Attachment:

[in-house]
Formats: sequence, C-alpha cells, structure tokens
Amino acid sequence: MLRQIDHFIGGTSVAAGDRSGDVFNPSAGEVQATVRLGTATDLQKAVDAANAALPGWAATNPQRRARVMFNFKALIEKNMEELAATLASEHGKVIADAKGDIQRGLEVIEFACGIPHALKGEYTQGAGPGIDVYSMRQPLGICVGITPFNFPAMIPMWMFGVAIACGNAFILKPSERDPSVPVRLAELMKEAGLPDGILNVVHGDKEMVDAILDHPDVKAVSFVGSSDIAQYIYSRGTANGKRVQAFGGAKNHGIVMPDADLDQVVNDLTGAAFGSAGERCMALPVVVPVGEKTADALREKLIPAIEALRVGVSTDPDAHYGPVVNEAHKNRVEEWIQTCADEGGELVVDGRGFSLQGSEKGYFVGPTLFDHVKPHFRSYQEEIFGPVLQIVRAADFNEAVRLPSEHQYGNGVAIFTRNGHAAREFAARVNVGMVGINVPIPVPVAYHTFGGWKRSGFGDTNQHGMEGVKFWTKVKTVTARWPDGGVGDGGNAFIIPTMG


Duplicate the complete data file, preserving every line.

[in-house]
Formats: sequence, C-alpha cells, structure tokens
Amino acid sequence: MLRQIDHFIGGTSVAAGDRSGDVFNPSAGEVQATVRLGTATDLQKAVDAANAALPGWAATNPQRRARVMFNFKALIEKNMEELAATLASEHGKVIADAKGDIQRGLEVIEFACGIPHALKGEYTQGAGPGIDVYSMRQPLGICVGITPFNFPAMIPMWMFGVAIACGNAFILKPSERDPSVPVRLAELMKEAGLPDGILNVVHGDKEMVDAILDHPDVKAVSFVGSSDIAQYIYSRGTANGKRVQAFGGAKNHGIVMPDADLDQVVNDLTGAAFGSAGERCMALPVVVPVGEKTADALREKLIPAIEALRVGVSTDPDAHYGPVVNEAHKNRVEEWIQTCADEGGELVVDGRGFSLQGSEKGYFVGPTLFDHVKPHFRSYQEEIFGPVLQIVRAADFNEAVRLPSEHQYGNGVAIFTRNGHAAREFAARVNVGMVGINVPIPVPVAYHTFGGWKRSGFGDTNQHGMEGVKFWTKVKTVTARWPDGGVGDGGNAFIIPTMG